Overall space spending shrinks, while Russia, emerging countries buck trend
World governments spent $72.1 billion on space programs in 2013 - $800 million less than in 2012, consultancy Euroconsult said Thursday in its annual report. The report summed up budgets from 58 countries which spent at least $10 million on space programs.
The first decline in global drive for conquering the final frontier is to a great degree due to budgetary cuts in the United States. America’s civilian and military space projects received funding of $38.7 billion last year. The peak in US space spending was in 2009, when it invested $47.5 billion in exploration.
Conversely Russia, the only other nation to spend more than $10 billion on space exploration, saw a major boost of its program, which grew by more than 30 percent over the past five years.
Japan, China, France, Germany, Italy and India all spent over $1 billion and so did the European Union, the report said. While currently ranked 8th in terms of space budget, China spends just a fraction of its GDP and has much room for investment growth in the future.
The annual ‘Profiles of Government Space Programs’ report has been published since 1994. The consultancy keeps track of over 80 active space programs around the world, including civilian and defense programs of sovereign nations and various organizations.
Having an independent space program is a matter of national pride for Beijing, which recently stressed its aspiration to become a global power by becoming the third nation to send a robotic rover to the moon. The rover, Jade Rabbit, has successfully survived a two-week lunar night and recovered from hibernation, despite initial fears to the contrary. In 2013, China sent three of its own space explorers to dock with an orbital laboratory, another step in its developing a manned program.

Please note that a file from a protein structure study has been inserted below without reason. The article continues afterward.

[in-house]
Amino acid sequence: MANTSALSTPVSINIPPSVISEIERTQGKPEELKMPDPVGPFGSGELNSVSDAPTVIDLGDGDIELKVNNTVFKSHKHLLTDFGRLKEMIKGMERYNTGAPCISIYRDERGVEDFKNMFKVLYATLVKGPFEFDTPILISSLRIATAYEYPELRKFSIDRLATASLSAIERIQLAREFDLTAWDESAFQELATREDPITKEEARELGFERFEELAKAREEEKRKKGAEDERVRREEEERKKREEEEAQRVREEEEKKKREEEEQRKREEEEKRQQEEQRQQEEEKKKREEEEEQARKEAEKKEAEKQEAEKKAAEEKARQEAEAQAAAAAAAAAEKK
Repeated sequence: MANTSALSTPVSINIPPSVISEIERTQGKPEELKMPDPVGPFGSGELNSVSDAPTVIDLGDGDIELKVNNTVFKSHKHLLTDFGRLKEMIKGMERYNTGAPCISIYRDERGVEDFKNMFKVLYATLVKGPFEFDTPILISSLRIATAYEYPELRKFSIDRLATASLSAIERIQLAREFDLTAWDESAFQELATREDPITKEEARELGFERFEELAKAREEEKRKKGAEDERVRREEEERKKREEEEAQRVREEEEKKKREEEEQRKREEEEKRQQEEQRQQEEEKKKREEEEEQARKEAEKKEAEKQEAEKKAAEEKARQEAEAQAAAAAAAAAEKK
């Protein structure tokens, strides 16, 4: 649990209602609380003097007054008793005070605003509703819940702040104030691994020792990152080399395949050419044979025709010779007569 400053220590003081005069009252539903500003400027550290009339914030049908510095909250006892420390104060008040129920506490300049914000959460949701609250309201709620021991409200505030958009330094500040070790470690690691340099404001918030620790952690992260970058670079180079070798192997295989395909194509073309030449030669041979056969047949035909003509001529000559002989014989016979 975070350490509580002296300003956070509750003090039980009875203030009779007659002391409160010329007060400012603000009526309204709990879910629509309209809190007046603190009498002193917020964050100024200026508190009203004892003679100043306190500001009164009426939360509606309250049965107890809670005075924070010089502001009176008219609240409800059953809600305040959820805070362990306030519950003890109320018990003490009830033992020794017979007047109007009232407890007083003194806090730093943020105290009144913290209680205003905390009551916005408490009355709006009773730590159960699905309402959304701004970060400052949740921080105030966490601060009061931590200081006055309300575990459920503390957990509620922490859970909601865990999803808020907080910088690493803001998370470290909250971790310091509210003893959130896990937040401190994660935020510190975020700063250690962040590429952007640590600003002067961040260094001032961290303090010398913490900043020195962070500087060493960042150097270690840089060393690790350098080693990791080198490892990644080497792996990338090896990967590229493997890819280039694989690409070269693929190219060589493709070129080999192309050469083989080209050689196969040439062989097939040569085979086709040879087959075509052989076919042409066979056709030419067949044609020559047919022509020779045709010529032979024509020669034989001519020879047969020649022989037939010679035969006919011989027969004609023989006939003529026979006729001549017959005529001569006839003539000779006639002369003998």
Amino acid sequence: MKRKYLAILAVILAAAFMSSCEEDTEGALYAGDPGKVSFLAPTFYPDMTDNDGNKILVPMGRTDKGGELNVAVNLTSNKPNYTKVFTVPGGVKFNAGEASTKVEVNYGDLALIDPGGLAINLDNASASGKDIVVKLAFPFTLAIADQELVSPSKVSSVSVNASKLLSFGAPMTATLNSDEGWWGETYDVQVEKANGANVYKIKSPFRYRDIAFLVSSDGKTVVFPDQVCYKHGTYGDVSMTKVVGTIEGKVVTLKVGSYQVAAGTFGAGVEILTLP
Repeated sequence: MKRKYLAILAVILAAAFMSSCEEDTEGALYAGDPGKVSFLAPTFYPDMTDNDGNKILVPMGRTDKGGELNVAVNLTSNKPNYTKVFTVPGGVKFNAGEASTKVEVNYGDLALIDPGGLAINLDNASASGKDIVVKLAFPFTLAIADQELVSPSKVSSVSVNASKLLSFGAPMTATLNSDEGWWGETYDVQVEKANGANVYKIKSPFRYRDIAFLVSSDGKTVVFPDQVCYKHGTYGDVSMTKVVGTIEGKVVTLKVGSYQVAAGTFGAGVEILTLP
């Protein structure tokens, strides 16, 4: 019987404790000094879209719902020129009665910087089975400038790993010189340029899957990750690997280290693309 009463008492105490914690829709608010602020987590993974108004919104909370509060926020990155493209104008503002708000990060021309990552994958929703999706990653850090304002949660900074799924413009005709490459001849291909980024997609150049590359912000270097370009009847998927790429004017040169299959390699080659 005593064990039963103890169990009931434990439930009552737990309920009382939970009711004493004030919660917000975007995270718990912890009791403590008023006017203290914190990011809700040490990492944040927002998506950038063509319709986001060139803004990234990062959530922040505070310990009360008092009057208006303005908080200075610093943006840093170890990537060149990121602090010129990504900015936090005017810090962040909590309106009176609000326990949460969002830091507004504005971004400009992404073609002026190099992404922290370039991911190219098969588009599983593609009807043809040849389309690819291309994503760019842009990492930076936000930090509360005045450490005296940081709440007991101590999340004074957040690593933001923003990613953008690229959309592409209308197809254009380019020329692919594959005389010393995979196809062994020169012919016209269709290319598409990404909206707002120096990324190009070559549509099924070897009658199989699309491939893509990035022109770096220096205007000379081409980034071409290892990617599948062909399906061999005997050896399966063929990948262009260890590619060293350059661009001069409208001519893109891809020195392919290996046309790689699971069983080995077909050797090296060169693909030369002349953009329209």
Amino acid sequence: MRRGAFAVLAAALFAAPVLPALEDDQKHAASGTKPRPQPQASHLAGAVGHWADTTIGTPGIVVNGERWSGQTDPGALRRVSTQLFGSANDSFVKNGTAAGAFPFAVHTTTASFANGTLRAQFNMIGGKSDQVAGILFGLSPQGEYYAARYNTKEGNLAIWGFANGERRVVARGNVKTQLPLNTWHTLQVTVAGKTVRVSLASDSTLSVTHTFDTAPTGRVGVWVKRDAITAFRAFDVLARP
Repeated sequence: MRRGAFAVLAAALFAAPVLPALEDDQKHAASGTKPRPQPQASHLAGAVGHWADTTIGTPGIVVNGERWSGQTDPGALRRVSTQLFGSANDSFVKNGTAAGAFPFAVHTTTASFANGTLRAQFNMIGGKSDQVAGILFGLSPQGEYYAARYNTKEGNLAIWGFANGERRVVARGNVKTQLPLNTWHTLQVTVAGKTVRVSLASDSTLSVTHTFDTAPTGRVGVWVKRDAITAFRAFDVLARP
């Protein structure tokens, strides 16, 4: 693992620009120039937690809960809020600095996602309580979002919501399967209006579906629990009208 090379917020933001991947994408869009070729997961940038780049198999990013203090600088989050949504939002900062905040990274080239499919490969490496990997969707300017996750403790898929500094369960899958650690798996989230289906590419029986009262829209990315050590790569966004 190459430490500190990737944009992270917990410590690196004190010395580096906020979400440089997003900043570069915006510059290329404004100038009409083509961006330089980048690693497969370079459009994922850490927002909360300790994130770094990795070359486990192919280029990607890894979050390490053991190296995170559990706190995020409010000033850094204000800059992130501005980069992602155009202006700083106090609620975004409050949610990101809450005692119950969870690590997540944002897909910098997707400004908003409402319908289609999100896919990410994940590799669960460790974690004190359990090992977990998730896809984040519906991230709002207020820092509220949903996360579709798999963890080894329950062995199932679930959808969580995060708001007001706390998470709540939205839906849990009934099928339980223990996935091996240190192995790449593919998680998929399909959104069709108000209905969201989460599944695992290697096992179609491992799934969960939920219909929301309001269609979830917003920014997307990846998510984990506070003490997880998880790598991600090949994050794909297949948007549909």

Nineteen countries passed the $100 million benchmark in 2013 space spending, including such rising regional powers as Iran, Turkey, the UAE and Brazil. Thirteen other countries made it pass the lower $10 million threshold to be included in the report. Of those, only 10 were on the list in 2003.
"The current global context for public space programs shows many positive signs brought by new leading space nations and an ever-growing number of countries who have initiated plans to build up their space-based capabilities," said Steve Bochinger, chief operating officer at Euroconsult.
"Interestingly, we see a period of transition in many national programs which is reflected in their investment profile. This is also true in emerging countries that have been a key market driver for the space industry. After first- or second-generation launches, these emerging space nations now need to decide on stable, longer-term spending. Similarly, there is a new 'third wave' of potential space nations, but commitments seem slower to materialize," he added.